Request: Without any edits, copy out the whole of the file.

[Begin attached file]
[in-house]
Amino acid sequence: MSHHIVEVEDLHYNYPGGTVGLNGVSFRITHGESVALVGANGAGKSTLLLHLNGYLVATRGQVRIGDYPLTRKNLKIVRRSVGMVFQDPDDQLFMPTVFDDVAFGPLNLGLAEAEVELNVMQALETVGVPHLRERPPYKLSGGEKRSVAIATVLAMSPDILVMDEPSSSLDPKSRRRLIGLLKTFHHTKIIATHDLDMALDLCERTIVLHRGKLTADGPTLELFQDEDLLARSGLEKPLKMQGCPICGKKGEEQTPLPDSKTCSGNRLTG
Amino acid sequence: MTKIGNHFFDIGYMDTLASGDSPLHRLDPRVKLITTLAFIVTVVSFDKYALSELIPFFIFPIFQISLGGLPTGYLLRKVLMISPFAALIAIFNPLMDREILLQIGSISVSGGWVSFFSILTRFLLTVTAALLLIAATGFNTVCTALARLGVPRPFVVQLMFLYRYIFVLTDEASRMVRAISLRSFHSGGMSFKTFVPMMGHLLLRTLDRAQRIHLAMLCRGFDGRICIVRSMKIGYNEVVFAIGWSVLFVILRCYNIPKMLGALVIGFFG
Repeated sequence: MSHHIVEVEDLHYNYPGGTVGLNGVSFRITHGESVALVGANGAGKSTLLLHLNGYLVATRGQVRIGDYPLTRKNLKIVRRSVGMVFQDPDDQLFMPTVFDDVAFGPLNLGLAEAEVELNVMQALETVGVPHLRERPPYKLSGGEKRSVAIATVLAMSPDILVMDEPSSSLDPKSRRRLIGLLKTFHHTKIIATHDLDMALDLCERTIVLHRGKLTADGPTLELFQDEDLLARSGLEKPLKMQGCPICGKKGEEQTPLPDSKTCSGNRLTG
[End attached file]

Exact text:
[in-house]
Amino acid sequence: MSHHIVEVEDLHYNYPGGTVGLNGVSFRITHGESVALVGANGAGKSTLLLHLNGYLVATRGQVRIGDYPLTRKNLKIVRRSVGMVFQDPDDQLFMPTVFDDVAFGPLNLGLAEAEVELNVMQALETVGVPHLRERPPYKLSGGEKRSVAIATVLAMSPDILVMDEPSSSLDPKSRRRLIGLLKTFHHTKIIATHDLDMALDLCERTIVLHRGKLTADGPTLELFQDEDLLARSGLEKPLKMQGCPICGKKGEEQTPLPDSKTCSGNRLTG
Amino acid sequence: MTKIGNHFFDIGYMDTLASGDSPLHRLDPRVKLITTLAFIVTVVSFDKYALSELIPFFIFPIFQISLGGLPTGYLLRKVLMISPFAALIAIFNPLMDREILLQIGSISVSGGWVSFFSILTRFLLTVTAALLLIAATGFNTVCTALARLGVPRPFVVQLMFLYRYIFVLTDEASRMVRAISLRSFHSGGMSFKTFVPMMGHLLLRTLDRAQRIHLAMLCRGFDGRICIVRSMKIGYNEVVFAIGWSVLFVILRCYNIPKMLGALVIGFFG
Repeated sequence: MSHHIVEVEDLHYNYPGGTVGLNGVSFRITHGESVALVGANGAGKSTLLLHLNGYLVATRGQVRIGDYPLTRKNLKIVRRSVGMVFQDPDDQLFMPTVFDDVAFGPLNLGLAEAEVELNVMQALETVGVPHLRERPPYKLSGGEKRSVAIATVLAMSPDILVMDEPSSSLDPKSRRRLIGLLKTFHHTKIIATHDLDMALDLCERTIVLHRGKLTADGPTLELFQDEDLLARSGLEKPLKMQGCPICGKKGEEQTPLPDSKTCSGNRLTG